Reason for its Name
Curricula Hazy IPA / Pale is a collaboration with one of the hottest, up-and-coming homebrewers in the state of Georgia, Britt Teusink. Schoolhouse Brewing was more than excited to work with Britt on the development and brewing of this ale.
FrameShift, Britt’s brewery-in-planning, focuses mainly on wild and spontaneous fermented beers, but also enjoys crafting tasty IPAs. Like any good curricula, much was learned in the production of this beer. Britt was eager to gain an understanding of the ins and outs of our specific 7 barrel system, while also focusing on clean beer production.
Schoolhouse’s Take on this Style
Schoolhouse and FrameShift took a more modern approach to the hop additions for this amazing beer (see recipe below). We used Citra, Cashmere, and Sabro hops to produce an orange juice nose and flavor profile. A pillowy mouthfeel was achieved by using white wheat in the grain bill. Don’t be surprised by the use of acidulated malt, as this part of the grainbill was used to achieve a pH of 5.0, a perfect adjustment for the hops to flourish.
BJCP defines the NEIPA as an American IPA with intense fruit flavors and aromas, a soft body, and smooth mouthfeel, and often opaque with substantial haze. Less perceived bitterness than traditional IPAs but always massively hop forward. This emphasis on late hopping, especially dry hopping, with hops with tropical fruit qualities lends the specific ‘juicy’ character for which this style is known. (BJCP 2018 Style 21B)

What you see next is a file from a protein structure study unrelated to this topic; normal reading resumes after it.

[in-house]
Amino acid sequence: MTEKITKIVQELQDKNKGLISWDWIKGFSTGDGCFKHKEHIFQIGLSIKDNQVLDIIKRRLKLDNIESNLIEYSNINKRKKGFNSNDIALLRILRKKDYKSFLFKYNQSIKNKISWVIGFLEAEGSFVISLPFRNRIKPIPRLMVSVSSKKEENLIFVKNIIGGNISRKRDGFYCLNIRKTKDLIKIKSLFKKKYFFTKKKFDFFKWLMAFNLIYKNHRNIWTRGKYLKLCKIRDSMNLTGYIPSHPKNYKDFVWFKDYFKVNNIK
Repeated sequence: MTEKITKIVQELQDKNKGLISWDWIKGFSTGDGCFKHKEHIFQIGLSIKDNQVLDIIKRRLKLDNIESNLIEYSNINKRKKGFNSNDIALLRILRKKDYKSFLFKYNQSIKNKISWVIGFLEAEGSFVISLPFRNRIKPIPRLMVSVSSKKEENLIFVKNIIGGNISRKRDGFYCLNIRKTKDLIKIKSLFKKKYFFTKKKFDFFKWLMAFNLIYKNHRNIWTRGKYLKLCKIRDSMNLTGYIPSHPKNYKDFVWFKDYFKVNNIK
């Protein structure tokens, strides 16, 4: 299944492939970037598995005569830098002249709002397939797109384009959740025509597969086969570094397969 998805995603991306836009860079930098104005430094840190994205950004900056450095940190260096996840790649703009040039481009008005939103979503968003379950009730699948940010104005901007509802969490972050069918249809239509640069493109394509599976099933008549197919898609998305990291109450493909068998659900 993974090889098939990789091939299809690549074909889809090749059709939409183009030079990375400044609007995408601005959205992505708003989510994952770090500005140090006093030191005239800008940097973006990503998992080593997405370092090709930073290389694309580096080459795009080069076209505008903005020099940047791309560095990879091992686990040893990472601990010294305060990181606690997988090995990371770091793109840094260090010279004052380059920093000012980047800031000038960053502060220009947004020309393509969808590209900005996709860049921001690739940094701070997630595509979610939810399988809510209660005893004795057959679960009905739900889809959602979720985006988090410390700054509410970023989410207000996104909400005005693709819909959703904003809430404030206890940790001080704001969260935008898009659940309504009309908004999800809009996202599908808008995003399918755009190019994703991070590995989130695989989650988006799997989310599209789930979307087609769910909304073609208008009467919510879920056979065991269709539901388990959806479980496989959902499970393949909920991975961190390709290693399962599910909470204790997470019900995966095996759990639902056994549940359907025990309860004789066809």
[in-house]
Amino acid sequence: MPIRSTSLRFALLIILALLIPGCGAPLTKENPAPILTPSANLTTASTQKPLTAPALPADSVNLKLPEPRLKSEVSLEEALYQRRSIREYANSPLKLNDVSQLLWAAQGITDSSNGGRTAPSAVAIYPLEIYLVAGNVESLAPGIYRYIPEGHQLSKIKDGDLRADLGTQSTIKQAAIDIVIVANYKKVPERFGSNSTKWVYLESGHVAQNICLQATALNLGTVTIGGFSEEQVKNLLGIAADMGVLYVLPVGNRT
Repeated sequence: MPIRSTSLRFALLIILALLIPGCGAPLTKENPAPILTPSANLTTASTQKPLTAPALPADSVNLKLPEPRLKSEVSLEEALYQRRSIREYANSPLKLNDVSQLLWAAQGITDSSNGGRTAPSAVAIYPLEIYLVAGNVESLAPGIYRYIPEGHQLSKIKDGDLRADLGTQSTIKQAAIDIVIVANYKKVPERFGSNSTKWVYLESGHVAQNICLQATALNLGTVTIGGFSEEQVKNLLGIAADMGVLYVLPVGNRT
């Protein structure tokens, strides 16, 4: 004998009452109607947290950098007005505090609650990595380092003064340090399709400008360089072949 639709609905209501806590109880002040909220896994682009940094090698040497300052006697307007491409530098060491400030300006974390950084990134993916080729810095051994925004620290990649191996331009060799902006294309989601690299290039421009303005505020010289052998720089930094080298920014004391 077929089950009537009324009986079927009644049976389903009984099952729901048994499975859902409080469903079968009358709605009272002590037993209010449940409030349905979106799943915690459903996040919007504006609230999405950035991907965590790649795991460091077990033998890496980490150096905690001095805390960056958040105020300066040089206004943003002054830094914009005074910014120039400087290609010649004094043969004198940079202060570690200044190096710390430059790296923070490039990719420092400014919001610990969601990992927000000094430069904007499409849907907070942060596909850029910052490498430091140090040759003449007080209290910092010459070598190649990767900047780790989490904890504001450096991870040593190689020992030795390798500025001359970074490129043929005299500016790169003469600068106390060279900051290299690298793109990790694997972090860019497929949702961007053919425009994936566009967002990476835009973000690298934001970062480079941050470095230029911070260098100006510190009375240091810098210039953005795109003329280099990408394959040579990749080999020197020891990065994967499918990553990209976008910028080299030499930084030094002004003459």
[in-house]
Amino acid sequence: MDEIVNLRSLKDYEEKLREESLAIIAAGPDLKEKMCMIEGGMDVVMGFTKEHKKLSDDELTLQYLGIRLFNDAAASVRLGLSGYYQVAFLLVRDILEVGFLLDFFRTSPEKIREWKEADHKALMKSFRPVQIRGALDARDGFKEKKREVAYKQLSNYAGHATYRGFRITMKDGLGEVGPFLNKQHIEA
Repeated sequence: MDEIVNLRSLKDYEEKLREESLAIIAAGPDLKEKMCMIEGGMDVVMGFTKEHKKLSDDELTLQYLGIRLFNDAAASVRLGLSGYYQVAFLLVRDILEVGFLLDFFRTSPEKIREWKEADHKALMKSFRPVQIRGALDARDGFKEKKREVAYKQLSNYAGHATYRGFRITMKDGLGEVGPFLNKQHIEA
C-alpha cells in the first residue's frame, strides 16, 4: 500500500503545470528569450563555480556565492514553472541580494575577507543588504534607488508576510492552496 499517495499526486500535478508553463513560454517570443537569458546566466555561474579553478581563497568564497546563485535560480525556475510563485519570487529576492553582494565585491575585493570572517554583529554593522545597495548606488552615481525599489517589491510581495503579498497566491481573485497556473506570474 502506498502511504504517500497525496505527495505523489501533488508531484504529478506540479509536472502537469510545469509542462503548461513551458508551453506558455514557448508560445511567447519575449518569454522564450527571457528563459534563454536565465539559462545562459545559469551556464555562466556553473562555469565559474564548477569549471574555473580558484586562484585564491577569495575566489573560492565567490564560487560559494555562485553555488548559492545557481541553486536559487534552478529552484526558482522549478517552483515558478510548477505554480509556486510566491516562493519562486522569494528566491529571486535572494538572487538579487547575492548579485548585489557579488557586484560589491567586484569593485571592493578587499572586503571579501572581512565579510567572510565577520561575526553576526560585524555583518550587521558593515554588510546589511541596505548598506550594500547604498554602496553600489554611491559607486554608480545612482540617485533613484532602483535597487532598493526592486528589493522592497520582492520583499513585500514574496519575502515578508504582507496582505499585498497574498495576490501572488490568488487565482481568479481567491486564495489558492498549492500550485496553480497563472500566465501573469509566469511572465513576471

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NEIPA/Pale Tasting Notes from BJCP 2015
Intense hop aroma, typically with fruity qualities (stone fruit, tropical fruit, and citrus are most commonly present) reflective of newer American and New World hop varieties without being grassy or herbaceous. Clean, neutral malt in the background, potentially with a light bready sweetness without caramel or toast. Absence of any malt character is a fault. Neutral to fruity fermentation character that is well-integrated with the hops. A creamy, buttery, or acidic aroma is inappropriate. Any perceived alcohol character should be restrained and never hot.
The hop flavor is high to very high, and reflects the same characteristics as the aroma (emphasis on fruit, with ripe tropical fruit, stone fruit, and citrus being most common). The perceived bitterness can be somewhat low to medium-high, often being masked by the body and finish of the beer. The hop character in the aftertaste should not be sharp or harsh. Low to medium malt flavor, generally neutral, sometimes having a bready, grainy, lightly sweet flavor. Noticeable toast or caramel flavors are a flaw. Fermentation character is neutral to fruity, but as with the aroma, supportive of the hops. Off-dry to medium finish. Creamy, starchy, or sugary-sweet flavors are inappropriate, although a high ester level and lower bitterness may give the impression of up to moderate sweetness. A moderate, supportive alcohol character is acceptable but should never be hot or dominating.
Medium to medium-full body with a smooth character. No harsh, hop-derived astringency. Alcohol warmth may be present in stronger versions, but should never be hot. Medium carbonation is standard. The beer should not have a creamy or viscous mouthfeel, an acidic twang, or a raw starch texture.